Two BC women challenge constitutionality of vaccination card – .

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Two BC women challenge constitutionality of vaccination card – .


VANCOUVER – Two women in British Columbia who say doctors have advised them against getting vaccinated against COVID-19 have filed a constitutional challenge to the province’s vaccination passport.

A petition filed in the British Columbia Supreme Court says Sarah Webb, 39, who lives in Alberta and British Columbia, developed an adverse reaction following her first dose of a vaccine in May and s ‘was found in a Calgary hospital emergency room six days later. .

The court document says Webb’s symptoms included fatigue, heart arrhythmias, severe pain and a rash on his arm.

He says she received antibiotics but developed other complications the next day and went to another hospital, where a doctor told her she should not be given a second vaccine.

The petition filed against the Attorney General and the Department of Health says Leigh Anne Eliason of Maple Ridge, British Columbia, has been told by her doctor that she should not receive a COVID-19 vaccine due to the risk of ‘side effects due to his medical history.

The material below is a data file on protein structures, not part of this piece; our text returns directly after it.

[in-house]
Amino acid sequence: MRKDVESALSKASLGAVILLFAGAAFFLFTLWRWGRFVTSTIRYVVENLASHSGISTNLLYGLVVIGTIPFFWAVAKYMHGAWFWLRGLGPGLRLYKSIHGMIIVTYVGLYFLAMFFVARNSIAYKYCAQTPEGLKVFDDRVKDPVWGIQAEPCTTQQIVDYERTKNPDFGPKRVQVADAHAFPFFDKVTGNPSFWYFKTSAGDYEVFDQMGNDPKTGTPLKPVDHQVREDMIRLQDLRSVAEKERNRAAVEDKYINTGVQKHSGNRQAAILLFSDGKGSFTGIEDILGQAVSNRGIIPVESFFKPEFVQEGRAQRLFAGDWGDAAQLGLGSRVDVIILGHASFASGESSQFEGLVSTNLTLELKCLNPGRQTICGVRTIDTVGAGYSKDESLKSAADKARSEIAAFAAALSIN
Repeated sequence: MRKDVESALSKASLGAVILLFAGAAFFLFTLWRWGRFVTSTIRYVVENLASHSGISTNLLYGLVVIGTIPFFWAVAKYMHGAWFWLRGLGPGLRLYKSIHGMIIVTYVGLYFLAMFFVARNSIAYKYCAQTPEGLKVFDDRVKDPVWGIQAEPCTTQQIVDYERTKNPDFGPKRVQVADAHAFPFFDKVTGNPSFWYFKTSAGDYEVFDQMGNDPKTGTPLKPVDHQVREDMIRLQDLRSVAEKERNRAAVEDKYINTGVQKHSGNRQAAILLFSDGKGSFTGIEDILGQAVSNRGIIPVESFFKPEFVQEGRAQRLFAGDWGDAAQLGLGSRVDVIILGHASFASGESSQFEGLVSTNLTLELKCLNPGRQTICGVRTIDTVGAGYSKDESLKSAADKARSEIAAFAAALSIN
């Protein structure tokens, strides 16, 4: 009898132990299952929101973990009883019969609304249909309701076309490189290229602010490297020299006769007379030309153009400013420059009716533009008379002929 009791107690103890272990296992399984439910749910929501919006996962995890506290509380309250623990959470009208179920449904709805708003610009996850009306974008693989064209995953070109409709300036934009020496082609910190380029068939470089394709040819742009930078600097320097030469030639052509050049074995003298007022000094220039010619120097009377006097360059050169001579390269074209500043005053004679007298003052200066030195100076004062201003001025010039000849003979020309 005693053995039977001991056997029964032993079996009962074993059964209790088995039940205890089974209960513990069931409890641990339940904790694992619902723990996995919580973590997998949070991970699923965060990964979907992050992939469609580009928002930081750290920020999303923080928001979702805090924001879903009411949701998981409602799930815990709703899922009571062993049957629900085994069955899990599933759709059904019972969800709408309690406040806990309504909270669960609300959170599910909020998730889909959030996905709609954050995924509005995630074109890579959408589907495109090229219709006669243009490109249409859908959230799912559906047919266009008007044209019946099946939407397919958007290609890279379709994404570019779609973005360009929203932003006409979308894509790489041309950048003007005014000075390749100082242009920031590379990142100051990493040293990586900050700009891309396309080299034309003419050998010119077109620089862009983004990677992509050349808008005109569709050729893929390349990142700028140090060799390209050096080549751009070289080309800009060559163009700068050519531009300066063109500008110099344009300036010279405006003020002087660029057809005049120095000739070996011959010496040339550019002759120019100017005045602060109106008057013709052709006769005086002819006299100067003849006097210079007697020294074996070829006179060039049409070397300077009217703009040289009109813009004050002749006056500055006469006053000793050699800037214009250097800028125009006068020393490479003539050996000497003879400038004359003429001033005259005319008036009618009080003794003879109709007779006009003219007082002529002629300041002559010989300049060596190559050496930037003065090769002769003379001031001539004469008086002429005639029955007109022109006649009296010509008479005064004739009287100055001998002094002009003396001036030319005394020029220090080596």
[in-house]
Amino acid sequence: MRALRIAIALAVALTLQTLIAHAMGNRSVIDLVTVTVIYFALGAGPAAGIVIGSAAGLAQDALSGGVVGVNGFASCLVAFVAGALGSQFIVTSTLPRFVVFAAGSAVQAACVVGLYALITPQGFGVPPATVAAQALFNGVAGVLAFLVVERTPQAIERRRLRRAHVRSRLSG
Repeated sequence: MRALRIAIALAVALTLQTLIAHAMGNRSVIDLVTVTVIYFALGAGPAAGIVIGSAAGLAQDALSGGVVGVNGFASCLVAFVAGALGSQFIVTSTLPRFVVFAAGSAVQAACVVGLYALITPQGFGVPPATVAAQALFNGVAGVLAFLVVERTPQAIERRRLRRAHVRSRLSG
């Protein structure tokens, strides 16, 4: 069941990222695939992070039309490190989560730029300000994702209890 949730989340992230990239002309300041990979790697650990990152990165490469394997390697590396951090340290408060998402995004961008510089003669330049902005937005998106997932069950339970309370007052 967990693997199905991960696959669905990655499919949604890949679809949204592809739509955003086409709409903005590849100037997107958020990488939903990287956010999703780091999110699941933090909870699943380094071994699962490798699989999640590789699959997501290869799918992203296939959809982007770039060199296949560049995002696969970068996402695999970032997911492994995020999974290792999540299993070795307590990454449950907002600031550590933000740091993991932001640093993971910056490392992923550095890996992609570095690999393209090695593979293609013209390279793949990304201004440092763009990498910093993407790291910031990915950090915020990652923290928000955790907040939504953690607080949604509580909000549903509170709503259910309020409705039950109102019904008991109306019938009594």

READ MORE: An overview of COVID-19 vaccine certificate programs across Canada

Neither the Ministry of the Attorney General nor the Ministry of Health were able to immediately respond to the legal challenge.

The petition says the two female doctors wrote exemption letters citing their physical disabilities.

However, the petition says each of the doctors expressed concern that neither the government nor any provincial medical association had provided guidance on how to write such a letter or what information to include.

“There is no evidence to suggest that the BC Attorney General or the (Ministry of Health) considered individuals like the petitioners to advertise the vaccine card or write the prescriptions.” vaccine card, ”says the petition, which was filed in September. 23.

Residents of British Columbia without proof of vaccination are prohibited from certain activities such as dining out, going into theaters and gymnasiums. This deprives petitioners of their Charter rights, the petition says.

Provincial health worker Dr Bonnie Henry said anyone who chooses not to get the vaccine has options, including ordering takeout from restaurants and watching movies and sports at home, because its order aims to reduce the transmission of the virus from anyone who may be infected.

This report by The Canadian Press was first published on October 15, 2021.

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